Tay Meadows Tidbit – tiny bones

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About a week ago, before we got all that snow (as you can see from the photos), I was hunting for a ball I’d thrown for Raven that had disappeared into the woods and she seemed unable to find. I circled wider and wider, completely puzzled about what happened to the ball (it took a funny bounce, it later turned out, and ended up on the other side of the driveway yards away from where we were looking). Eventually my circles brought me to a track in the forest, barely more than a tree-less gap, that ran between the natural forest and the artificially-planted pines at the foot of the drive.

Out in the middle of this, I spotted some poop. It looked like hawk or owl poop. I remember reading on Julie Zickefoose’s blog some time ago about the difference between hawk and owl poops, in that one (I think owl) drops it straight down from their perch, while the other (hawk) expels it at an angle. The first ends up as a blob on the leaf litter, while the latter results in more of a streak. These ones looked definitely blob-ish, so I suspect owl, and a good-sized one at that given the amount of poop. Perhaps the Great Horned that we’ve heard from time to time and whose pellet Dan found under the maple in the front yard.

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Looking closer, I noticed there was a pile of bones beside the poop. They were completely cleaned off. I couldn’t tell how long they (or the poop) had been there – possibly even since that first pellet was found in early October. Although we tend to think of bird poop washing away quickly, if it had been a dry spell, the poop might have hardened making it harder to wash off the leaves. My suspicion is that these bones used to be in a pellet, but that rain that we’ve had since (and quite a bit of it at times in November) combined with the work of scavenging beetles and other invertebrates, have decomposed and washed away the hair that used to be matted up with it.

I can’t tell what they used to belong to. Most of the bones were broken or fragmented, and the only skull bone I could pick out was a portion of a lower jaw bone, below. I didn’t think owls broke the bones when they were digesting their prey and forming the pellet, and I briefly toyed with the idea that this might be a snake poop, but aside from the broken bones there was nothing else to conclusively support that. I saw a few vertebrae in the pile, but the rest were generic long bones, or at least looked that way. The jaw bone was tiny, and quite long relative to its size. Shrew, perhaps?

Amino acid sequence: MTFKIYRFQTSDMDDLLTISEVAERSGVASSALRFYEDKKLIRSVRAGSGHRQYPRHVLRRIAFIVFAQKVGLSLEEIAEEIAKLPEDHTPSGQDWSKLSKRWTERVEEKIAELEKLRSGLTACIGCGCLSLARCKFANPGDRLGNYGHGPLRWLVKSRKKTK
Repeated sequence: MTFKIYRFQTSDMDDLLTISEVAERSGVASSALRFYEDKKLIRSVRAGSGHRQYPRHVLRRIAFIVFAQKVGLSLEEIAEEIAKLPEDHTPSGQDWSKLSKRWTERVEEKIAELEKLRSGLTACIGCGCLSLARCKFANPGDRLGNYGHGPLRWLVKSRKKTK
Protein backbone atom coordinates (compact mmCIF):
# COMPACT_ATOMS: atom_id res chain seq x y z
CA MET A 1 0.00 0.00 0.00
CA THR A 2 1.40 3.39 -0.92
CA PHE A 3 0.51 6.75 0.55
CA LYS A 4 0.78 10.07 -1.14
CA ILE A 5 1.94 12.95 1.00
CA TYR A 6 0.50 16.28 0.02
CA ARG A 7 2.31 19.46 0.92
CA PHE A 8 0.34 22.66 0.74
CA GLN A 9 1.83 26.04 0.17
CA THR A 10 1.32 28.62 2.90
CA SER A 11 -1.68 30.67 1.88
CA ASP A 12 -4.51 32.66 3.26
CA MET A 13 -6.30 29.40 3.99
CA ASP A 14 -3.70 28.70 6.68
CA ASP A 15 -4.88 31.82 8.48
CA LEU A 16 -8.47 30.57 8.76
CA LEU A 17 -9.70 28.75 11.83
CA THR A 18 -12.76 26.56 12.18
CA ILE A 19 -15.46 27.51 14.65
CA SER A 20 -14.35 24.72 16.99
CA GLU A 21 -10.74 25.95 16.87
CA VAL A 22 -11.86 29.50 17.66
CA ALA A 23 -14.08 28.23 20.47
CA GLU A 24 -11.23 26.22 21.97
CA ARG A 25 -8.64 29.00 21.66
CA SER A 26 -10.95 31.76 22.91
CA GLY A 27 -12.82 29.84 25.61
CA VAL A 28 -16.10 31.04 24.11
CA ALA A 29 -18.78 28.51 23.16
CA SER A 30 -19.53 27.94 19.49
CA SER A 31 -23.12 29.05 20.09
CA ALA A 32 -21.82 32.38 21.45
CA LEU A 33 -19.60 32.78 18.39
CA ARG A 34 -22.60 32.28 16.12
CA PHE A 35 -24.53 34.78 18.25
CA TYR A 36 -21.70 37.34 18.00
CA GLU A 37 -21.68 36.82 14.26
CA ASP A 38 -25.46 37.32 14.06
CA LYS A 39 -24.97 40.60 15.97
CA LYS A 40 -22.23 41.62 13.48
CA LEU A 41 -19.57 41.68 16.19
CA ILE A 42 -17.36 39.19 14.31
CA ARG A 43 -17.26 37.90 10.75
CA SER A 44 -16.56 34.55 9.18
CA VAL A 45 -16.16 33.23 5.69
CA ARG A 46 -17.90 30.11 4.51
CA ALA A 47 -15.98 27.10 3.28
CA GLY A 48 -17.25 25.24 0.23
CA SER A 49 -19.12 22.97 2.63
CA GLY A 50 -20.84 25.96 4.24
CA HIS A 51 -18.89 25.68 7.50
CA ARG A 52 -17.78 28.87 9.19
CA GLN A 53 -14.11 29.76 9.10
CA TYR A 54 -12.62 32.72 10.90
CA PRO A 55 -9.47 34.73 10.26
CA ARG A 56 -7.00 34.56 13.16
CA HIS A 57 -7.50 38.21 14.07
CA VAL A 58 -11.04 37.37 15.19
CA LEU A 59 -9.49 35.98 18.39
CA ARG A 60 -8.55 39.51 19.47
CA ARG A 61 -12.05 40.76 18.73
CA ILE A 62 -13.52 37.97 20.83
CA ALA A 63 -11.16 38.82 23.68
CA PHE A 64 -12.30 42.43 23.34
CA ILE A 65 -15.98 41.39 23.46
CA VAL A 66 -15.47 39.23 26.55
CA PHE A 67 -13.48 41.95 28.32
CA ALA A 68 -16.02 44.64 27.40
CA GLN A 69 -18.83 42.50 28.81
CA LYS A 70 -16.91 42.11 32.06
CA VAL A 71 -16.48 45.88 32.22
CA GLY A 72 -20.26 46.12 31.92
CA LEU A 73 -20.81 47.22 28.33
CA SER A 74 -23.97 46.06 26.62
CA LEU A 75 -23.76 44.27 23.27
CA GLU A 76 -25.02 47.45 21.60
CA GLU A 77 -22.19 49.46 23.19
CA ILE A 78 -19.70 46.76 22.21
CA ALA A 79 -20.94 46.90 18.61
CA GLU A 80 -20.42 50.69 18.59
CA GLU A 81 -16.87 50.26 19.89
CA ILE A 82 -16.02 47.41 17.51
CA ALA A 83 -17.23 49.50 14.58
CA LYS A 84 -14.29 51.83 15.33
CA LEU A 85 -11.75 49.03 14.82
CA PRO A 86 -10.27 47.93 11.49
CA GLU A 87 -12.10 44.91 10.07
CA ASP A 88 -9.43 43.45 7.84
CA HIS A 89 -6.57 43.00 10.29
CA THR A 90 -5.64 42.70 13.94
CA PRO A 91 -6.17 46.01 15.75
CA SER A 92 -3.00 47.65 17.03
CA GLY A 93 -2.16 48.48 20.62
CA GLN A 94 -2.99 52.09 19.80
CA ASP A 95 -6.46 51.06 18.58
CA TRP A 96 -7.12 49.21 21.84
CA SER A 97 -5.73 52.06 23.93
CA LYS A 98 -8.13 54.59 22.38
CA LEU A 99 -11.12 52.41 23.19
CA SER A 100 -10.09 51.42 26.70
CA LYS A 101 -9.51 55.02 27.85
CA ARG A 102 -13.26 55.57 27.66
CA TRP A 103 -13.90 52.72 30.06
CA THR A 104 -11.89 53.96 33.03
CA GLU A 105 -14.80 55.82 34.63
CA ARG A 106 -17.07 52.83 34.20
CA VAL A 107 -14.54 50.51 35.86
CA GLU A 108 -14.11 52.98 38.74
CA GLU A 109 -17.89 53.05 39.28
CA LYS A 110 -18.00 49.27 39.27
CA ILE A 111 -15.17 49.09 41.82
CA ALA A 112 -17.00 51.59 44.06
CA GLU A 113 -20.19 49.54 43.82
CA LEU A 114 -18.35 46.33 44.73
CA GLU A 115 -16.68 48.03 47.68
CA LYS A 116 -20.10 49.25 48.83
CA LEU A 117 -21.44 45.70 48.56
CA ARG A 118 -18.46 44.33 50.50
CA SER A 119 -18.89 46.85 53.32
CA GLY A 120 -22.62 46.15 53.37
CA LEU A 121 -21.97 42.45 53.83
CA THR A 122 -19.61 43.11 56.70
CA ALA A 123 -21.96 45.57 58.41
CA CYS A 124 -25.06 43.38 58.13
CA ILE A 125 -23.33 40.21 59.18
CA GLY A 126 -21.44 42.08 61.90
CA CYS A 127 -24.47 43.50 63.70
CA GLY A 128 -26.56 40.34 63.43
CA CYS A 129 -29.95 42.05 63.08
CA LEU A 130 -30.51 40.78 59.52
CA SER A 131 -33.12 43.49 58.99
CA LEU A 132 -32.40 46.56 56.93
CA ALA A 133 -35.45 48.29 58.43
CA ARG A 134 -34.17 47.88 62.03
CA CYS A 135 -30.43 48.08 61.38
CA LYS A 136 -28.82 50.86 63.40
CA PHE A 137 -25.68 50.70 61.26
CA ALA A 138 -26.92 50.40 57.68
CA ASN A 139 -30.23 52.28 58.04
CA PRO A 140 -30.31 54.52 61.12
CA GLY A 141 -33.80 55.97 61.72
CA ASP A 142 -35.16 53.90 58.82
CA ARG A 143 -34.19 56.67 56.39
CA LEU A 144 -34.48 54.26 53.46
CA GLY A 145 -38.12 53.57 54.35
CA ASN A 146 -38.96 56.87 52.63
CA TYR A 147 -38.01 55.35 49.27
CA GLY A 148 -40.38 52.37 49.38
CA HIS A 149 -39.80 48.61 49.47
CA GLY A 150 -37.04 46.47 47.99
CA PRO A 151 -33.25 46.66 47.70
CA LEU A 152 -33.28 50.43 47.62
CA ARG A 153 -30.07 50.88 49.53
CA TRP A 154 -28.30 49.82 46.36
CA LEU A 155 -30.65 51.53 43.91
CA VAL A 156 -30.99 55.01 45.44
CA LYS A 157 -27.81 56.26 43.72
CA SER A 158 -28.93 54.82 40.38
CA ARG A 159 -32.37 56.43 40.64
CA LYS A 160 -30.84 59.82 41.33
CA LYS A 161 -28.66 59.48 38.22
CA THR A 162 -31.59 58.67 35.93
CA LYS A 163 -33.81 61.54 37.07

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The Dark is Rising – or is it?

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The full moon is Thursday this week. They’re forecasting overcast skies and precipitation for the next several days, so I’m not sure we’ll see it at its peak, but right now, two days before full, the moon is pretty bright, enough that we don’t need to wear a headlamp to walk down to check the owl nets. Moonrise this evening was timed with dusk, and as I was looking out over the lake an hour or two after the sun had gone down, the rising moon caught my eye, hanging behind the silhouettes of the tall trees in the yard. I grabbed my camera and set it up on a tripod out on the deck. Uncertain about what exposure was necessary to capture the scene, I took several at different settings. The above was the one that most closely resembled what my eye saw. All the photos were taken at F/5.6 and ISO800, with just the shutter speed changed – this was at 1 second exposure.

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Some animals can see a lot better in the dark than we can. This is largely due to the structure of the eye. The vertebrate eye contains two types of cells in the retina – rods and cones. Rods are used in capturing light, and cones are used in detecting colour. Humans have more cones than rods, which is why our colour perception is so good. We have some rods, but being primarily diurnal species we don’t need a whole lot. Other critters, on the other hand, who do a lot of moving around at night tend to have more rods than cones – colour isn’t as important at night. Cats, for instance, frequently hunt at night and are known for their excellent night vision. The average cat has about six times more rods in their retina than a human (which translates to about six times more light captured, allowing them to see about six times better). I fancy that this is what the world looks like to a cat at night. This was a 4 second exposure, so not quite six times difference, but close.

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Owls are well-adapted to hunt at night, and may have among the best night vision of any land creature. Their retinas have as many as 10 times the number of rods that those of humans do, so they can see exceptionally well in the dark (this is helped by their exceptional 3-dimensional hearing, which results from their ears being off-centre from each other). Owls also have very large eyes relative to the size of their head – so large, in fact, that there’s hardly any room for eyeball muscles to move them around, and so the eyes are fixed in the skull. To look around the owl moves its whole head, and although it doesn’t have a complete 360 degree range of motion, it does come fairly close. These large eyes provide a greater expanse of retina for light collection, also contributing to their excellent night vision. This was a 15 second exposure. It might as well be daytime, you can even make out the colours of the trees across the lake.

In doing some of these long-exposure photos I often find it astounding how much light is actually available to the camera that our eye just can’t detect. It may look like the dark is rising at sunset, but it really isn’t.